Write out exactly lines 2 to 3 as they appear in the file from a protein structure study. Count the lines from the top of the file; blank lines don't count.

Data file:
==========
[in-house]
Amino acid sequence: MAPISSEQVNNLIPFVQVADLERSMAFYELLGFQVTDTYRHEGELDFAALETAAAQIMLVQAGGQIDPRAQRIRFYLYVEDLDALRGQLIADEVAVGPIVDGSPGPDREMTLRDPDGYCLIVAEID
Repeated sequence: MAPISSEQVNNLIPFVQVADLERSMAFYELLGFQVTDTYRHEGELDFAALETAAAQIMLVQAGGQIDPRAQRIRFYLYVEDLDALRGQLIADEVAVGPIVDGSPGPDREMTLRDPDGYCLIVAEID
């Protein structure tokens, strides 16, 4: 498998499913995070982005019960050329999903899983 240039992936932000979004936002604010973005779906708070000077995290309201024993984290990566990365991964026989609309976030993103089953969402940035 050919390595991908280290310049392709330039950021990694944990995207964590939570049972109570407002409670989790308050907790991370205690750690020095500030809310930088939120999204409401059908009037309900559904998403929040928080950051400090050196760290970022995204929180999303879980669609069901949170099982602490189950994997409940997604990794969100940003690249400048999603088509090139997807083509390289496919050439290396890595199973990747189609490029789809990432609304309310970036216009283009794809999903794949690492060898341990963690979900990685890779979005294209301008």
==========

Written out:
Amino acid sequence: MAPISSEQVNNLIPFVQVADLERSMAFYELLGFQVTDTYRHEGELDFAALETAAAQIMLVQAGGQIDPRAQRIRFYLYVEDLDALRGQLIADEVAVGPIVDGSPGPDREMTLRDPDGYCLIVAEID
Repeated sequence: MAPISSEQVNNLIPFVQVADLERSMAFYELLGFQVTDTYRHEGELDFAALETAAAQIMLVQAGGQIDPRAQRIRFYLYVEDLDALRGQLIADEVAVGPIVDGSPGPDREMTLRDPDGYCLIVAEID